Q: Should we be concerned about the amount of energy our computers consume, and if so, what measures can we take to conserve energy and reduce the cost of operating our computers?
A: Of course, we should all strive to use energy efficiently. Accordingly, listed below are possible computer-related tips and measures that will help you conserve energy and save a few dollars:
1. Upgrade CRTs to LCDs. Compared to older CRT monitors, today’s flat panel LCD screens are not only easier on the eyes, they consume about 70% to 75% less energy (assuming similar size CRT and LCD screens), which, depending on amount of use and the cost of electricity, could translate to an annual energy savings of approximately $15 per year per monitor (assuming a 20-inch LCD monitor is used four hours a day at the average electrical rate of 15 cents per kilowatt hour).
2. Adjust your monitor power settings. Even when using LCD screens, your monitor typically consumes two-thirds of your computer’s energy needs. If you can do so without affecting your productivity, decrease your monitor’s brightness setting. Some monitors (usually laptops) allow you to adjust your settings so the monitor dims after a couple of minutes of inactivity. Also, make sure that your monitors are set to automatically turn off after 10 to 30 minutes of inactivity. Keep in mind that on laptops, Windows provides additional power-setting options depending on whether you are plugged in or running on battery (pictured below).
Note: Be aware that while screensavers may black out your screen, the monitor remains on and continues to consume electricity; hence, the option to automatically revert to standby mode saves more energy than does the screensaver option.
3. Turn monitors off. Some monitors use a significant amount of power even in standby mode. If you are like me and use large monitors (I use two 40-inch LCD monitors on my desktop computer system), then turning off your monitors instead of allowing them to go into standby can conserve a meaningful amount of energy over the course of a year.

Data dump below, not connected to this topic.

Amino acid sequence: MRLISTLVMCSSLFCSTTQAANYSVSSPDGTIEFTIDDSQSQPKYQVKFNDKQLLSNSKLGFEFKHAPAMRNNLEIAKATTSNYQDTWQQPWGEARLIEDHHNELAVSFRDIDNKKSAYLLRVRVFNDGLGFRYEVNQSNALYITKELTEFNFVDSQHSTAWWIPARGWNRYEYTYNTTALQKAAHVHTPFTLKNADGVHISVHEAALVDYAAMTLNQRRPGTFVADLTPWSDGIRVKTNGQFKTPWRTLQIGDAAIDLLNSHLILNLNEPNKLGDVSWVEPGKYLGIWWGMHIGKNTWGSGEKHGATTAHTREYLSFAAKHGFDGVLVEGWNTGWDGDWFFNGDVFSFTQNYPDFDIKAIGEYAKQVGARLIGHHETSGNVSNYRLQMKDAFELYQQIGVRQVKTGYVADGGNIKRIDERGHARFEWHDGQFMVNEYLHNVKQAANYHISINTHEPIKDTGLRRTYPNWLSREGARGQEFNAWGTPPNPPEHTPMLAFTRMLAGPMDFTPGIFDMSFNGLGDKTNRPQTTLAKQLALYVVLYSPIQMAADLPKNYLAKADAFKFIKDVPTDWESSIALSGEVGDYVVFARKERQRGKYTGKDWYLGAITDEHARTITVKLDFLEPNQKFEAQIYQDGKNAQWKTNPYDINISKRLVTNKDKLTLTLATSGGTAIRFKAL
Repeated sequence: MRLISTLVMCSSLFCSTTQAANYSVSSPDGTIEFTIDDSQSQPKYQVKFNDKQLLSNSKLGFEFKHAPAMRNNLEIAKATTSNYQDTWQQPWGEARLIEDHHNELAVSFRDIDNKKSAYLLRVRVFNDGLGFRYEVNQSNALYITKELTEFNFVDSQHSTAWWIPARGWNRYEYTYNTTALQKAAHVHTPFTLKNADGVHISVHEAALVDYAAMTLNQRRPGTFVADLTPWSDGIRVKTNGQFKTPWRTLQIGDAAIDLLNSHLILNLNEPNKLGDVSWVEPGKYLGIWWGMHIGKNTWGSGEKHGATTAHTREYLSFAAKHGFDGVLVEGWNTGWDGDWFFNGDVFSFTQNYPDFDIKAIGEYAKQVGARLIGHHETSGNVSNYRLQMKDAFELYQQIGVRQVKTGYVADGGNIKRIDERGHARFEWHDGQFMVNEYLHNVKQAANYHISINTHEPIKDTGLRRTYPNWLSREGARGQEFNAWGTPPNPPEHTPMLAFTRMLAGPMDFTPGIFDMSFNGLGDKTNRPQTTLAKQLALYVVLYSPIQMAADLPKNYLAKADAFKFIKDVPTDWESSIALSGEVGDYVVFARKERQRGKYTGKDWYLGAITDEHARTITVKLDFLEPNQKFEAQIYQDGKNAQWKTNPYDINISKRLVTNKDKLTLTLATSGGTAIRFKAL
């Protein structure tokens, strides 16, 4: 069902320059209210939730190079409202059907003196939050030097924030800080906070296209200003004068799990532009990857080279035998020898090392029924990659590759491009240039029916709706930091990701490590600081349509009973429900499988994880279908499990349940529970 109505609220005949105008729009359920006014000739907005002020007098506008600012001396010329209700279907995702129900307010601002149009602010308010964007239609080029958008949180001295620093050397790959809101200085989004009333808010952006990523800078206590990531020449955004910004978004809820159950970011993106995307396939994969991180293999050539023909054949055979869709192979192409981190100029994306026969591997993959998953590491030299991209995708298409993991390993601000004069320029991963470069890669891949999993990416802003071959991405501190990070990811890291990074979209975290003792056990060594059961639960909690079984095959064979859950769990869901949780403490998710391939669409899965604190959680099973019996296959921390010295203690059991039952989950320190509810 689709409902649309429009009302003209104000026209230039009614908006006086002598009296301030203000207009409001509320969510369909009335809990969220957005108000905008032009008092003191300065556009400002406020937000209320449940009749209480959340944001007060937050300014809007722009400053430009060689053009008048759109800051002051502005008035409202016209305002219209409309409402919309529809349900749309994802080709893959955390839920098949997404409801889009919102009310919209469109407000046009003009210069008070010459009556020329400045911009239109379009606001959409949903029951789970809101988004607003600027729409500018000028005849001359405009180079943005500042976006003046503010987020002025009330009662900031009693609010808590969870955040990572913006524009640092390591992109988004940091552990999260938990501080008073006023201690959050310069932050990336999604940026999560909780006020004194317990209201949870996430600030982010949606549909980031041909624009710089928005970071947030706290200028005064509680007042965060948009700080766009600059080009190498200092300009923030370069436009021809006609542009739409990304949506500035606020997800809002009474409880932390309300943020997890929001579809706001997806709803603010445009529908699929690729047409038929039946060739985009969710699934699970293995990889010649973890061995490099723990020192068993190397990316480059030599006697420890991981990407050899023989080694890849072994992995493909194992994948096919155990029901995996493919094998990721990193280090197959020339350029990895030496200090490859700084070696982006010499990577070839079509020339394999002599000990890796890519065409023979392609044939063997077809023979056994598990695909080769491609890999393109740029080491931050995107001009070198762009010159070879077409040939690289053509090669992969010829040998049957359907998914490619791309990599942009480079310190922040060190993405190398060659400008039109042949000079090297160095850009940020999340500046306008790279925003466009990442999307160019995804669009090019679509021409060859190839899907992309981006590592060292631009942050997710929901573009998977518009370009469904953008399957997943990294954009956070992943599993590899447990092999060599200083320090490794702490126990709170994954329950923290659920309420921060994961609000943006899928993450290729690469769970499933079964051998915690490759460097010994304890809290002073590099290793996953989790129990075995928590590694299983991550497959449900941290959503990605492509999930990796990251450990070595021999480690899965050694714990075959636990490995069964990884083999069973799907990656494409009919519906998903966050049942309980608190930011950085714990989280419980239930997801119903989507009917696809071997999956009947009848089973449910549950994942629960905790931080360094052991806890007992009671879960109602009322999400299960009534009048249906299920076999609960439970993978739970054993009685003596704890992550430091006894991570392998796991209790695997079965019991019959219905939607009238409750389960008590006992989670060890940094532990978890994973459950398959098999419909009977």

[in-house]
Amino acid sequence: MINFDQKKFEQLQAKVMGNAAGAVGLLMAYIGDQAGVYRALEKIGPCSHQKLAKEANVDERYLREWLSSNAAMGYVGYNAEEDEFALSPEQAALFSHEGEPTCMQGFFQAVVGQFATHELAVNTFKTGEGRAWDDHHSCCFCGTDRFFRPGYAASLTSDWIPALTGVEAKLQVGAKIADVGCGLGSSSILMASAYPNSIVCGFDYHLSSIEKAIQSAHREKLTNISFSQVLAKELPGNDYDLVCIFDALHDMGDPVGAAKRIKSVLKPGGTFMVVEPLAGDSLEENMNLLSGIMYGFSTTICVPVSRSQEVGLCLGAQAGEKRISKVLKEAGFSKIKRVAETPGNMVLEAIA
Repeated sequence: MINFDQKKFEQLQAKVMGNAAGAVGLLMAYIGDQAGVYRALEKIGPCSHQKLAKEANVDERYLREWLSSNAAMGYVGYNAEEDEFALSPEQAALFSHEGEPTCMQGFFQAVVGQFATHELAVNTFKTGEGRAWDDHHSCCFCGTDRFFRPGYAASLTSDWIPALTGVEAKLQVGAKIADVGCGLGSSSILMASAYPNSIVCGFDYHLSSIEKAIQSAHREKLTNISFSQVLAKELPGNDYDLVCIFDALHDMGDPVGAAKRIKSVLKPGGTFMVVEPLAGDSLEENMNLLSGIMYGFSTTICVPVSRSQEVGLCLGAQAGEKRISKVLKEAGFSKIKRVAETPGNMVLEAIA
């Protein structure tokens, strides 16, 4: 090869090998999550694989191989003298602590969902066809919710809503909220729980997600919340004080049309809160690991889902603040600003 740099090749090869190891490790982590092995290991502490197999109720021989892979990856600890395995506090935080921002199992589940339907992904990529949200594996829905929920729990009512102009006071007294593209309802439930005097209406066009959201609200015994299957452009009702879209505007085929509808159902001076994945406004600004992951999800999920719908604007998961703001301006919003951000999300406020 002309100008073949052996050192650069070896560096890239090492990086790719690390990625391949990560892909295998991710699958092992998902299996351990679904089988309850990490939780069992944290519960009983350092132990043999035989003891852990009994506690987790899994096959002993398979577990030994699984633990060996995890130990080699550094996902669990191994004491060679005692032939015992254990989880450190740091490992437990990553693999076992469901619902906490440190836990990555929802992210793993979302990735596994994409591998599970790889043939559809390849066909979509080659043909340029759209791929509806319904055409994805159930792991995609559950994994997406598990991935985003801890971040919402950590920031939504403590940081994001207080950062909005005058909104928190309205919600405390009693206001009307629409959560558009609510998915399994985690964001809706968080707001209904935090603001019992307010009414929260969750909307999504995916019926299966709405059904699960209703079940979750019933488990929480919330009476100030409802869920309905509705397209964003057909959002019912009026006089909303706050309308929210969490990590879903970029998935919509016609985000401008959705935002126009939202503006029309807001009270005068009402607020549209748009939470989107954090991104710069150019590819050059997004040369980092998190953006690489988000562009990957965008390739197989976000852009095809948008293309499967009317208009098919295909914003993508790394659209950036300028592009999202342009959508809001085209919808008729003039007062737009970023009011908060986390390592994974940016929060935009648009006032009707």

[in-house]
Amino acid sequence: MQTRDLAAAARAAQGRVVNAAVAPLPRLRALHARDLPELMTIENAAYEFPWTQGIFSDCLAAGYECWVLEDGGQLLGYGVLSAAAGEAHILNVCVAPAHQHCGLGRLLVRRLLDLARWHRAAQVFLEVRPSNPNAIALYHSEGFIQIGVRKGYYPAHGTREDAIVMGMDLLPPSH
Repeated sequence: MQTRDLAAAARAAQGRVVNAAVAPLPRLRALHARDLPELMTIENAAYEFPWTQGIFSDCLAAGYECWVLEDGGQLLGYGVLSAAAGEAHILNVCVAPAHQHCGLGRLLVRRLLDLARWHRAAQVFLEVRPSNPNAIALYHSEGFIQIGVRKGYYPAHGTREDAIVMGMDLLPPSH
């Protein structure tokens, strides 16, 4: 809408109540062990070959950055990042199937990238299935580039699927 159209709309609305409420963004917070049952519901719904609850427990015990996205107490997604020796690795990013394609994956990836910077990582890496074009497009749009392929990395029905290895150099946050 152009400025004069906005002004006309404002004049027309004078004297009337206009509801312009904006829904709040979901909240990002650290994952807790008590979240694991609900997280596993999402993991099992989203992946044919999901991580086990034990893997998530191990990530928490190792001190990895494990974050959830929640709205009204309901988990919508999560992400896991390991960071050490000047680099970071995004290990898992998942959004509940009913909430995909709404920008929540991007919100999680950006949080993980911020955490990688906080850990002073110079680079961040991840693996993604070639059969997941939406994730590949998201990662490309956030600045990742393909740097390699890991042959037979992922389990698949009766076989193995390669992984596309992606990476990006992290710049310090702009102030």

4. Computer power management. Some computers offer stronger power management options than Windows does. For example, my Lenovo desktop’s power settings (pictured below) enable me to also manage the power usage of my wireless adapter, video card, USB drive, and other settings. You should explore your computer system for additional energy-saving options.
5. Draft mode printer setup. Set up your printer twice in Control Panel; the second time, set the default printer settings to draft mode and name that printer setting "Print in Draft Mode". That way you can reduce your toner usage by as much as 75% by printing draft copies using this printer selection. This tip may not reduce energy consumption, but it will save money via reduced toner use and may reduce the toner and cartridges that eventually wind up in landfills.
6. Turn printers off. If you are like me and use your color printer only occasionally, keeping it turned off until you are ready to use it can save a meaningful amount of energy. In a RISO Inc. report titled The Hidden Costs of Copiers and Printers, it was reported that $107.88 worth of energy is required for a typical laser printer to print 100,000 pages, and $382.50 worth of energy is required for that same printer to stand by in idle or sleep mode the remainder of the year. (Note: RISO sells energy- efficient printers and is therefore not independent with respect to this study, but the reported calculation methods it used appear reasonable.)
7. Hard drive settings. In Control Panel, you might adjust your hard drive so that it stops spinning after approximately 10 minutes of inactivity to conserve energy (the default setting is 20 minutes).
8. Upgrade your hard drive to SSD. One of your best energy-saving measures might be to upgrade to a computer with a solid-state drive (SSD). This step will not only help your computer perform faster, but SSDs also use almost no energy when idle.
9. Keep external hard drives turned off. If you have an external USB hard drive connected to your computer for backup or archive purposes, turning it off until you are ready to use it will conserve energy.
10. Microsoft Windows 8. Windows 8 is reportedly up to 12% more energy efficient than Windows 7 when installed on today’s energy-efficient computers, and far more efficient on older computers. Note: Windows 8 requires a CPU running at 1GHz or faster and at least 1 gigabyte (32-bit) or 2 GB (64-bit) of RAM.